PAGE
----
Online romance fraud is on the increase
Medium (British English)
Medium (N. American English)
20 Questions | Spelling | Dictation
Authorities are urging those looking for love on the Internet to be cautious. There was a 20 per cent spike in online romance fraud last year. The organisation UK Finance reported that cyber fraud increased considerably and coincided with a rise in the number of people looking for a partner online. This has been exacerbated by feelings of loneliness and isolation during the coronavirus pandemic. There was a sharp rise in the number of scams related to dating sites and around Valentine's Day. UK Finance said: "Romance scams can leave customers out of love and out of pocket." It warned: "Romance scammers can be very convincing by forming an emotional attachment with their victims."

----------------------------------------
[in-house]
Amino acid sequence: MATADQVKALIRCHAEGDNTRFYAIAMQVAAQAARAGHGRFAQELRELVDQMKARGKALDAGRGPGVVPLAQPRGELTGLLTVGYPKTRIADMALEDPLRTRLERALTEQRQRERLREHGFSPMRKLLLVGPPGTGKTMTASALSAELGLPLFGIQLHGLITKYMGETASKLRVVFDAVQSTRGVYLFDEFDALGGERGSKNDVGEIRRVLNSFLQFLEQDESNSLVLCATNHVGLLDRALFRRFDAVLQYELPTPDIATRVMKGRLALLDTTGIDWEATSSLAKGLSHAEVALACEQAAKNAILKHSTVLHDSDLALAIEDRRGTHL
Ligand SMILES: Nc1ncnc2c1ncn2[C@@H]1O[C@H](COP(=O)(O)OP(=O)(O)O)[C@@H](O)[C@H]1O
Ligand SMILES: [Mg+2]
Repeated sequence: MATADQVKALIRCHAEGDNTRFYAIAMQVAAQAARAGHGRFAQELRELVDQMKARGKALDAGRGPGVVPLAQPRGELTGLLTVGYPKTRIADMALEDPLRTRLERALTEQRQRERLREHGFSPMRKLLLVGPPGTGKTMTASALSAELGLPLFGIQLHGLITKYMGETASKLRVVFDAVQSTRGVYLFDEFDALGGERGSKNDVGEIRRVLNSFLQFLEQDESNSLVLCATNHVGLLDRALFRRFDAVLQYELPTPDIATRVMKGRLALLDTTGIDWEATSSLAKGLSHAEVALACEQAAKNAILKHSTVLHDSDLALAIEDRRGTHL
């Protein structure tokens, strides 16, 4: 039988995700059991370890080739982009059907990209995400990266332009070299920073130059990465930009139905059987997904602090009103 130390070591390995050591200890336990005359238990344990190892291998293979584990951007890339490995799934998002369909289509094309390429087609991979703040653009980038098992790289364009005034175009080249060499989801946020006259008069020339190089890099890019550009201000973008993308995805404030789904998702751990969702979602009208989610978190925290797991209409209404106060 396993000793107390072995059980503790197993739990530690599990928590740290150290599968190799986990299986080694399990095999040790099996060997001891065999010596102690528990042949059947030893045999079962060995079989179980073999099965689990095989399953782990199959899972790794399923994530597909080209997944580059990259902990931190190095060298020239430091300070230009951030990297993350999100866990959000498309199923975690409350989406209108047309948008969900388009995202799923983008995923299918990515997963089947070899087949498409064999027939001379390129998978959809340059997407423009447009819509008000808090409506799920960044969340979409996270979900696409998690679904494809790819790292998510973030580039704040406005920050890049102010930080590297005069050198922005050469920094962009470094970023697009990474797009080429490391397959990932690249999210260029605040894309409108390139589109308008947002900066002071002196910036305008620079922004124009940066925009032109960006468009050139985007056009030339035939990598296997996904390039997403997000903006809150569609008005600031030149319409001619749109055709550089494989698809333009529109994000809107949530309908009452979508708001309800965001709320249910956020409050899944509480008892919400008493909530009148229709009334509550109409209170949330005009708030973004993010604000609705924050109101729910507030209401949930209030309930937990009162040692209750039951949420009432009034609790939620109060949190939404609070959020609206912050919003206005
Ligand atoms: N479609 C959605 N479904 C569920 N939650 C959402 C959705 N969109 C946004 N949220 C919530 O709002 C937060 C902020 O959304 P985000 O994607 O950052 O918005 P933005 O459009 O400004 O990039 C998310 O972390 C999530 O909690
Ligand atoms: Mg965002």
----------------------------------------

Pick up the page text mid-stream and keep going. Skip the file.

The Online Dating Association in the UK reported that around 2.3 million British citizens used dating apps during lockdown. Cyber criminals have taken advantage of this to scam people. A total of $26 million is believed to have been lost in bank transfer fraud. The average loss per victim is around $11,000. According to data from a UK bank, people aged 55 to 64 are the most vulnerable to romance fraud. Pauline Smith, a fraud expert, said: "Any online platform that allows you to connect with and talk to other people could be targeted by romance fraudsters, so it's important to remain vigilant." She urged extreme caution if an online love interest requests money for things like medical care.
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